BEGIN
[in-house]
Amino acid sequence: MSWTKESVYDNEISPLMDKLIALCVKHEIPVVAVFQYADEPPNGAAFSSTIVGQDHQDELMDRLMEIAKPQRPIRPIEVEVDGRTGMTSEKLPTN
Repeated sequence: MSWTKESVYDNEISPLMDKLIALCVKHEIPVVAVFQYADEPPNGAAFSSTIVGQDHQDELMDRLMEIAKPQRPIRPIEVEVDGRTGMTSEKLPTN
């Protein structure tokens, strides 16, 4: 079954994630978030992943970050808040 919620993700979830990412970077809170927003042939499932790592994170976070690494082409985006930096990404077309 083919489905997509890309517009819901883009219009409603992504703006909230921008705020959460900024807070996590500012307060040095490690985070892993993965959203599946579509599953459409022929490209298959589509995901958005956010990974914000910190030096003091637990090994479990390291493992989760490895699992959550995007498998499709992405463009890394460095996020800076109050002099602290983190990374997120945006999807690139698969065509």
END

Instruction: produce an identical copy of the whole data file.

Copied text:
[in-house]
Amino acid sequence: MSWTKESVYDNEISPLMDKLIALCVKHEIPVVAVFQYADEPPNGAAFSSTIVGQDHQDELMDRLMEIAKPQRPIRPIEVEVDGRTGMTSEKLPTN
Repeated sequence: MSWTKESVYDNEISPLMDKLIALCVKHEIPVVAVFQYADEPPNGAAFSSTIVGQDHQDELMDRLMEIAKPQRPIRPIEVEVDGRTGMTSEKLPTN
């Protein structure tokens, strides 16, 4: 079954994630978030992943970050808040 919620993700979830990412970077809170927003042939499932790592994170976070690494082409985006930096990404077309 083919489905997509890309517009819901883009219009409603992504703006909230921008705020959460900024807070996590500012307060040095490690985070892993993965959203599946579509599953459409022929490209298959589509995901958005956010990974914000910190030096003091637990090994479990390291493992989760490895699992959550995007498998499709992405463009890394460095996020800076109050002099602290983190990374997120945006999807690139698969065509």